Photoperiodic Lighting Programmes During Incubation

12 January 2013, at 12:00am

New research from Turkey shows that photoperiodic lighting programmes (16 hours of light:eight hours of dark) during incubation affect the adaptation of broiler chicks to their environment after hatch. The heaviest broilers at 35 days of age reared with the photoperiodic lighting programme (rather than continuous light) were those that had undergone the same programme during all or part of the incubation period.

Researchers in Turkey, led by Dr Sezen Özkan at Ege University, have investigated the effects of photoperiodic lighting (16 hours of light and eight hours of dark) programmes during incubation of chicken eggs. Their studies have been published in two papers in Poultry Science.

The first examined the effects on growth and circadian physiological traits of embryos and early stress response of broiler chickens (Özkan et al., 2012a), while the second looked at the effects on early post-hatching growth, blood physiology and production performance in broiler chickens in relation to post-hatching lighting programmes (Özkan et al., 2012b). Dr Özkan's co-authors included others from Ege University as well as Yüzüncü Yil University in Van and Dokuz Eylül University in Izmir.

Photoperiodic Lighting and Adaptation to the Post-hatch Environment

The first paper (Özkan et al., 2012a) reports a study was conducted to evaluate the effect of a 16L:8D photoperiod during incubation, either during the whole incubation period (Inc0-21) or the last week of incubation (Inc14-21) on embryo growth, incubation performance and light:dark rhythm of plasma melatonin and corticosterone in relation to early stress responses of newly hatched chicks to the post-hatching environment. A dark incubation condition (IncDark) served as control.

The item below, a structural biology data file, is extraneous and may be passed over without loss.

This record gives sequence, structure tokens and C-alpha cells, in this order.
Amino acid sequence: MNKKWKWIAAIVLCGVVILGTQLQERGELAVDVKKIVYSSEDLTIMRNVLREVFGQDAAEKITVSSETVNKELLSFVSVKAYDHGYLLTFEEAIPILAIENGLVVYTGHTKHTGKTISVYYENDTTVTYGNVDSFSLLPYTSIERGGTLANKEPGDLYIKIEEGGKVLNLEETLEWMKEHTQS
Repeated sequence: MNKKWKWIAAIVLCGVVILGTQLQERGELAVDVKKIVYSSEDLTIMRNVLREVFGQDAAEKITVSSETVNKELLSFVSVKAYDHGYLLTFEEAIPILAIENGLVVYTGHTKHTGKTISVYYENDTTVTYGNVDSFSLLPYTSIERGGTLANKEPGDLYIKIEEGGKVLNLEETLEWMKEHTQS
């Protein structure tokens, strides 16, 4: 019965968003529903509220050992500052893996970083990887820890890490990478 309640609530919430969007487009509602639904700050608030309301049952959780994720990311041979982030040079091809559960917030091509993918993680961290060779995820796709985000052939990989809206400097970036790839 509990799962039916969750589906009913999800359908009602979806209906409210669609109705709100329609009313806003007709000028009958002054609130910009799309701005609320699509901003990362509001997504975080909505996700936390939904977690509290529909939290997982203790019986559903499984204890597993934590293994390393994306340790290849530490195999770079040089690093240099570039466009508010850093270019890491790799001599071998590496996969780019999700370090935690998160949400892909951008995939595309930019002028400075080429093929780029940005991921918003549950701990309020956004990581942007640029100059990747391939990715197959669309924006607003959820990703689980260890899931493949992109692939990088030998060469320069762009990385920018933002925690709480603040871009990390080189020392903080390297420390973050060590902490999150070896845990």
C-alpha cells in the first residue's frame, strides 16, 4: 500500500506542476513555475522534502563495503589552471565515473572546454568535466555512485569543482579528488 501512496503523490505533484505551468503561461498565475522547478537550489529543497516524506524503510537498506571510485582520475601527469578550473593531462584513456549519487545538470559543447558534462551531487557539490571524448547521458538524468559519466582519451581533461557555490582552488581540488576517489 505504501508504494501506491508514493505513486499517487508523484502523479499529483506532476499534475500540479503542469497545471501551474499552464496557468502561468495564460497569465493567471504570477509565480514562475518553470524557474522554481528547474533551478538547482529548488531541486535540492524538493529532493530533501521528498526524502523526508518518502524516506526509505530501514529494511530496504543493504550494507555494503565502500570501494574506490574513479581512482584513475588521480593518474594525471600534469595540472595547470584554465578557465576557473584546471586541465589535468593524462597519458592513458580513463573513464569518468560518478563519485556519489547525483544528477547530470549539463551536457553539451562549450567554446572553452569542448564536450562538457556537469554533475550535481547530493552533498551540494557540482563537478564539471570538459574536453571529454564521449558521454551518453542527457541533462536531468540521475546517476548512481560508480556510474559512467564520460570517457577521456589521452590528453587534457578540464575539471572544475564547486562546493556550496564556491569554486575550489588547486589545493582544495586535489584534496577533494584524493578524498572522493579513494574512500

Three batches of eggs (n=1,080, 1,320, 720) from Ross 308 broiler breeders were used in the experiment. Embryos from Inc0–21d presented a daily rhythm of melatonin at internal pipping and hatching but IncDark embryos did not.

The Inc14–21 group had rhythmic plasma melatonin at hatching only. A L:D rhythm of corticosterone was apparent at hatching. A significant incubation × sampling time interaction suggested that a lower increment in blood corticosterone level in Inc0–21 at eight hours post-hatching (light period) - as compared with hatching (dark period) values - might be associated with probable changes in the hypothalamic-pituitary-adrenal axis in Inc0–21 through incubation lighting.

This finding may also suggest improved adaptation to the post-hatching environment, according to Özkan and co-authors. Incubation lighting did not consistently affect brain malondialdehyde concentration; the only difference between groups was higher concentrations at hatching in Inc14–21, whereas incubation groups at the internal pipping stage had similar values.

Mean relative asymmetry (RA) did not differ with incubation lighting.

The malondialdehyde and RA results indicate that neither lighting nor darkness during the overall incubation exacerbated embryo oxidative and developmental stress.

An increased breast muscle weight was observed at hatching only in Inc14–21. The Inc0–21 group had heavier embryo weights relative to egg weight and decreased residual yolk but had no effect on chick weight, relative heart and liver (as a percentage of embryo weight), hatchability, embryo mortality, incubation time, oxidative stress or mean RA.